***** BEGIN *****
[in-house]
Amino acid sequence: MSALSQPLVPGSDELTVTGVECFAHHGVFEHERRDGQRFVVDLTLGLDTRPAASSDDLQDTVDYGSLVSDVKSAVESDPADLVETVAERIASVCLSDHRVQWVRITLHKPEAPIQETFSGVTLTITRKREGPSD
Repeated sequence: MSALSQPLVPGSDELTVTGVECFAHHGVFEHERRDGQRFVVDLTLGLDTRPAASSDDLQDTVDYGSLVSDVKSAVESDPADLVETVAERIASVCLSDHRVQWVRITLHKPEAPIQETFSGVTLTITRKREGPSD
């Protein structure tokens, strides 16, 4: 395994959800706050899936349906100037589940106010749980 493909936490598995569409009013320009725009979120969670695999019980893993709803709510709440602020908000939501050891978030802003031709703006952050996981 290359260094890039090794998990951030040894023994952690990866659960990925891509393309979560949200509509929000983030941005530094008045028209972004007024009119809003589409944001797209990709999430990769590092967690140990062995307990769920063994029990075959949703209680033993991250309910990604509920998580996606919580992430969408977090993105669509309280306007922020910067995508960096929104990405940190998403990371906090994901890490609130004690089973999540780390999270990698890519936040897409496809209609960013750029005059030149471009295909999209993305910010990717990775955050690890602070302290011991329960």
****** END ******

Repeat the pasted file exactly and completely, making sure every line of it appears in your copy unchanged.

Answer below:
[in-house]
Amino acid sequence: MSALSQPLVPGSDELTVTGVECFAHHGVFEHERRDGQRFVVDLTLGLDTRPAASSDDLQDTVDYGSLVSDVKSAVESDPADLVETVAERIASVCLSDHRVQWVRITLHKPEAPIQETFSGVTLTITRKREGPSD
Repeated sequence: MSALSQPLVPGSDELTVTGVECFAHHGVFEHERRDGQRFVVDLTLGLDTRPAASSDDLQDTVDYGSLVSDVKSAVESDPADLVETVAERIASVCLSDHRVQWVRITLHKPEAPIQETFSGVTLTITRKREGPSD
């Protein structure tokens, strides 16, 4: 395994959800706050899936349906100037589940106010749980 493909936490598995569409009013320009725009979120969670695999019980893993709803709510709440602020908000939501050891978030802003031709703006952050996981 290359260094890039090794998990951030040894023994952690990866659960990925891509393309979560949200509509929000983030941005530094008045028209972004007024009119809003589409944001797209990709999430990769590092967690140990062995307990769920063994029990075959949703209680033993991250309910990604509920998580996606919580992430969408977090993105669509309280306007922020910067995508960096929104990405940190998403990371906090994901890490609130004690089973999540780390999270990698890519936040897409496809209609960013750029005059030149471009295909999209993305910010990717990775955050690890602070302290011991329960």